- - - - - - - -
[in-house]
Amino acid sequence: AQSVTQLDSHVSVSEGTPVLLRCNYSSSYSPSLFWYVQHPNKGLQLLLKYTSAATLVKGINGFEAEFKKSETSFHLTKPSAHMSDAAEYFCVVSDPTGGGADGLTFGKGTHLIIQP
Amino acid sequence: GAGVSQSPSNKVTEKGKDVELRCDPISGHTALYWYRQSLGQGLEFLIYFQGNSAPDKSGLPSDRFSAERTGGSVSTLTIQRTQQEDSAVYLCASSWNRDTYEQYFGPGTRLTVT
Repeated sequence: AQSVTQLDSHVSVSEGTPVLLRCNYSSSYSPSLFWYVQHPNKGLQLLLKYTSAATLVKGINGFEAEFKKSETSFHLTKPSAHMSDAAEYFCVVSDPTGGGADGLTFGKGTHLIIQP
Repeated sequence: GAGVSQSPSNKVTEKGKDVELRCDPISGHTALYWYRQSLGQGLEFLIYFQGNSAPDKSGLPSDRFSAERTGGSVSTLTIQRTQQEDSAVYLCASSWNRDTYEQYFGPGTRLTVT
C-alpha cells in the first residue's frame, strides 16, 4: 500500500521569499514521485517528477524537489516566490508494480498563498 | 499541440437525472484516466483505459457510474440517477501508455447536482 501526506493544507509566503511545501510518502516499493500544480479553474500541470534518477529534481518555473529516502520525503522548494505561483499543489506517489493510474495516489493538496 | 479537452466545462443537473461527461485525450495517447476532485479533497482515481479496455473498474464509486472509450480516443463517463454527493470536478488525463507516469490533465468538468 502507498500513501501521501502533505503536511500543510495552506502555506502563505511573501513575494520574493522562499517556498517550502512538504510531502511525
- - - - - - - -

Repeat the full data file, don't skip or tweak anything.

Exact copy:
[in-house]
Amino acid sequence: AQSVTQLDSHVSVSEGTPVLLRCNYSSSYSPSLFWYVQHPNKGLQLLLKYTSAATLVKGINGFEAEFKKSETSFHLTKPSAHMSDAAEYFCVVSDPTGGGADGLTFGKGTHLIIQP
Amino acid sequence: GAGVSQSPSNKVTEKGKDVELRCDPISGHTALYWYRQSLGQGLEFLIYFQGNSAPDKSGLPSDRFSAERTGGSVSTLTIQRTQQEDSAVYLCASSWNRDTYEQYFGPGTRLTVT
Repeated sequence: AQSVTQLDSHVSVSEGTPVLLRCNYSSSYSPSLFWYVQHPNKGLQLLLKYTSAATLVKGINGFEAEFKKSETSFHLTKPSAHMSDAAEYFCVVSDPTGGGADGLTFGKGTHLIIQP
Repeated sequence: GAGVSQSPSNKVTEKGKDVELRCDPISGHTALYWYRQSLGQGLEFLIYFQGNSAPDKSGLPSDRFSAERTGGSVSTLTIQRTQQEDSAVYLCASSWNRDTYEQYFGPGTRLTVT
C-alpha cells in the first residue's frame, strides 16, 4: 500500500521569499514521485517528477524537489516566490508494480498563498 | 499541440437525472484516466483505459457510474440517477501508455447536482 501526506493544507509566503511545501510518502516499493500544480479553474500541470534518477529534481518555473529516502520525503522548494505561483499543489506517489493510474495516489493538496 | 479537452466545462443537473461527461485525450495517447476532485479533497482515481479496455473498474464509486472509450480516443463517463454527493470536478488525463507516469490533465468538468 502507498500513501501521501502533505503536511500543510495552506502555506502563505511573501513575494520574493522562499517556498517550502512538504510531502511525